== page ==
JT (Jupiter Tesselation) is an ISO-standardized 3D data format and is in industry used for product visualization, collaboration, CAD data exchange and in some cases also for long-term data retention. Yeah, Right!!

I have never used this translator but is seems to have ties to PLM and able to be generated by the major packages with a certain level of compatibility and association. Sadly, trying to use translators as an engineering standard is a very poor solution, due to the requirement that they have to be saved in this format. I suppose it could be used with strict guide lines. But all getting on board would never happen. The arrogance of the high end CAD systems cannot be matched.

IronCAD Trans includes this format. ZW3D offers it as an option.

When in DOUBT!!

Direct Native File Translation

The best translation is direct native file translation. Both of our product offer access to all the popular CAD programs plus all of the standard neutral formats. You can import a part/assembly and translate it to a different format or modify the parts or assemblies directly. The assemblies come into one file so you do not have to worry about tracking parts.

Imports Creo (Pro/e), NX, Solid Edge, Solidworks and Inventor
Imports'/exports Catia 4/5

The Worst to Best CAD System and Why!

Universal CAD Compatibility is Here! 

Using Multiple CAD Systems

PMI (Product Manufacturing Information)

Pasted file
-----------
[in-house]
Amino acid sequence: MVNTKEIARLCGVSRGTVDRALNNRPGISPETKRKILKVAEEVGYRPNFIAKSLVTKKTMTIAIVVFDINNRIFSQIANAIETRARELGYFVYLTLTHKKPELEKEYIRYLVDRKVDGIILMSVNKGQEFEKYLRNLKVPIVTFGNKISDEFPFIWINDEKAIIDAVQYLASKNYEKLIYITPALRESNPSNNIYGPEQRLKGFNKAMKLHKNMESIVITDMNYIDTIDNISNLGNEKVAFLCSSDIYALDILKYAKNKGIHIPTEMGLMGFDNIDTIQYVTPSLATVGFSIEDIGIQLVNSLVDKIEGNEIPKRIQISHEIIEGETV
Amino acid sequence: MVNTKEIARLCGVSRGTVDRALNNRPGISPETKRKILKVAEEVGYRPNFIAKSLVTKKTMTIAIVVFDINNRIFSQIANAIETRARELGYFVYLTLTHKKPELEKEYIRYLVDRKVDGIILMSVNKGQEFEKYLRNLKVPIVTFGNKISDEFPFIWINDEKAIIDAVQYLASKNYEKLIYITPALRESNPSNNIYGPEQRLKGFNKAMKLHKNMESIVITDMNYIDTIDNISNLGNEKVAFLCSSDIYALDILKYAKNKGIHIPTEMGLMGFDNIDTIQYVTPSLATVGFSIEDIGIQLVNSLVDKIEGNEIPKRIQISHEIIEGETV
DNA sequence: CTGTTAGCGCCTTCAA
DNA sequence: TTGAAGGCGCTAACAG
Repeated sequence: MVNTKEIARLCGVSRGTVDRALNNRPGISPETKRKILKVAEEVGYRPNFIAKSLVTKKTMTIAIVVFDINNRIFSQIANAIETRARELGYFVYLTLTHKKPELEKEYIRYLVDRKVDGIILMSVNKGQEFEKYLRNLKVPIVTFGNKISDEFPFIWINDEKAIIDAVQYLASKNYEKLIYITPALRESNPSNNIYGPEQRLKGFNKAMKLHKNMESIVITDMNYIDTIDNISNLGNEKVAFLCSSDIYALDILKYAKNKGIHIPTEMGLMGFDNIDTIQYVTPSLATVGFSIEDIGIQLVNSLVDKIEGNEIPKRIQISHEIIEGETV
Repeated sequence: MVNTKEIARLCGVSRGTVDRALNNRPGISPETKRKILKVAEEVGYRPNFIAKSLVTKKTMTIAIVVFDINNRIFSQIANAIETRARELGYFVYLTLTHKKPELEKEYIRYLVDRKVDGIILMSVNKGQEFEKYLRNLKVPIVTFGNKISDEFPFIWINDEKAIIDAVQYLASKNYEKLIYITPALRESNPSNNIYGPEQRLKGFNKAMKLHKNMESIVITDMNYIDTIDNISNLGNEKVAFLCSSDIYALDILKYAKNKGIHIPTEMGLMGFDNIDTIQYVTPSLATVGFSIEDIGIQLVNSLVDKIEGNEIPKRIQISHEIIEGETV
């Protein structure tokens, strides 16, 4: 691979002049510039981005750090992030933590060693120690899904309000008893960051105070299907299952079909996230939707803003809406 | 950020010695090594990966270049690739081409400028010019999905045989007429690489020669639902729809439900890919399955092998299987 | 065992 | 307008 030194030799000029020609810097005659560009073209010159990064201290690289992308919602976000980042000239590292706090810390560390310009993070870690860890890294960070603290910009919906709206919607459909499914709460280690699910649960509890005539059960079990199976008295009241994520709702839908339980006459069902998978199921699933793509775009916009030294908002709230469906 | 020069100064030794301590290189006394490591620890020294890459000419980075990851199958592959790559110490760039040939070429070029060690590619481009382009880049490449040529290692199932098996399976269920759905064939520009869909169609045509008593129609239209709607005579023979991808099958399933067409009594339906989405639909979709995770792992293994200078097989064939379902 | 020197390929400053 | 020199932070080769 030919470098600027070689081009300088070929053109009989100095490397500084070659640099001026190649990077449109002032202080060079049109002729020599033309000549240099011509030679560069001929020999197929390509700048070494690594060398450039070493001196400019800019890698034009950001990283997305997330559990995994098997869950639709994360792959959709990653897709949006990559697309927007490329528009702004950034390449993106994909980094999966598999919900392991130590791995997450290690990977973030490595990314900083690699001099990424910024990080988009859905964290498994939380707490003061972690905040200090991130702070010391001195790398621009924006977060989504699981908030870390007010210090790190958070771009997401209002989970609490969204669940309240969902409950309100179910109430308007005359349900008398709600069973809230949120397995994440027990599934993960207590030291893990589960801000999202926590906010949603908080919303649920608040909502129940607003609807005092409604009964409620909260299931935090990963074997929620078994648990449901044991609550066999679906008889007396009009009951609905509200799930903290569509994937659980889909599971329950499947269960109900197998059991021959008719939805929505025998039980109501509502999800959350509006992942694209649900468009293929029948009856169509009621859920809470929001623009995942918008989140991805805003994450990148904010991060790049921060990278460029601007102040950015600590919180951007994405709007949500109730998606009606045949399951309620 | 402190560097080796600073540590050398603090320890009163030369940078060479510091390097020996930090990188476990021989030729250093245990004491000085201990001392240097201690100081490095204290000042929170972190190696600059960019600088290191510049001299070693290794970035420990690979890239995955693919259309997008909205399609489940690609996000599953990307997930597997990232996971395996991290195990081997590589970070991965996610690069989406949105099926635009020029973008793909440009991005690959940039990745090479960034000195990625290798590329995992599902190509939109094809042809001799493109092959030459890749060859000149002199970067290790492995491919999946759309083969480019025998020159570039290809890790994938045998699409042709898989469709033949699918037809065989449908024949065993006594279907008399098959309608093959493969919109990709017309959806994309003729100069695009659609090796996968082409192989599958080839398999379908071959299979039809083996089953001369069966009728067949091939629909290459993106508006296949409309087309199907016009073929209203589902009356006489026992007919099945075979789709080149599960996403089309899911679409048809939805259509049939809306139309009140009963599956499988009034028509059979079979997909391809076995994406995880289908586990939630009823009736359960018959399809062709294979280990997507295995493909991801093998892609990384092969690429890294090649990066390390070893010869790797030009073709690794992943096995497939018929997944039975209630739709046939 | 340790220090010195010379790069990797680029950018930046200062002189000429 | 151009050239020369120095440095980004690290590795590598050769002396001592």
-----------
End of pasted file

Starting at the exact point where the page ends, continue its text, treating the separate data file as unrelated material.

I thought I would move the discussion to PMI. Today many of the large companies are moving to MBE (Model Based Enterprise) and are using PMI to release their engineering documentation. This has caused a huge problem with duplicating our engineering documentation. The image below is a sample Catia 5 PMI file from a large aircraft manufacturer imported by ZW3D. The following article shows how this company is trying to utilize PMI, it is not a pretty picture.


PMI was developed to have a single document instead of having the separate AID (Associated Information Document) (drawing) at the time we were delivering paper prints. Sadly, the PDF was just around the corner basically eliminating any need for this format. This is truly a joke on the industry! Many still think we are delivering our documentation on paper, not for almost 20 years.

The problem is that the PMI is based on the native CAD file which cannot be standardized. Those that have developed this process do not understand the purpose of engineering documentation.

The purpose of engineering is to deliver concise, complete
and unambiguous standard documentation to manufacturing.

Today there is no free reader for this format. You have to have the native CAD software, a native CAD viewer or a third party reader/importer. This is causing very convoluted solutions. Boeing, having based the total authority of the design on the 3D model, now requires the supplier to purchase a 3rd party validation program ($5,000.00) if they are not using Catia 4 CNC. These hoops are costing Boeing a fortune as compared to the past with the standard drawing as the authroity.



PLM/MBE/PMI Absurdity!!

Can the 3D Model Be Used as the Design Authority?

This article is embarrassing in its ignorance.

Solidworks Totally Misunderstands MBD

TECH-NET does offer a very viable solution for reading and utilizing the native PMI.

Free PMI Importer?

Why buy a translator only package!

 When you can have a complete CAD package for the same price.

Starting at $2,000.00

Rental Starting at $375.00 for 6 months!

Import Solidworks, Inventor, Creo, NX and Solid Edge.

Includes PMI Import for Creo, Solidworks, NX and Catia!

Import/export Catia 4/5 and all the neutral formats.

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Joe Brouwer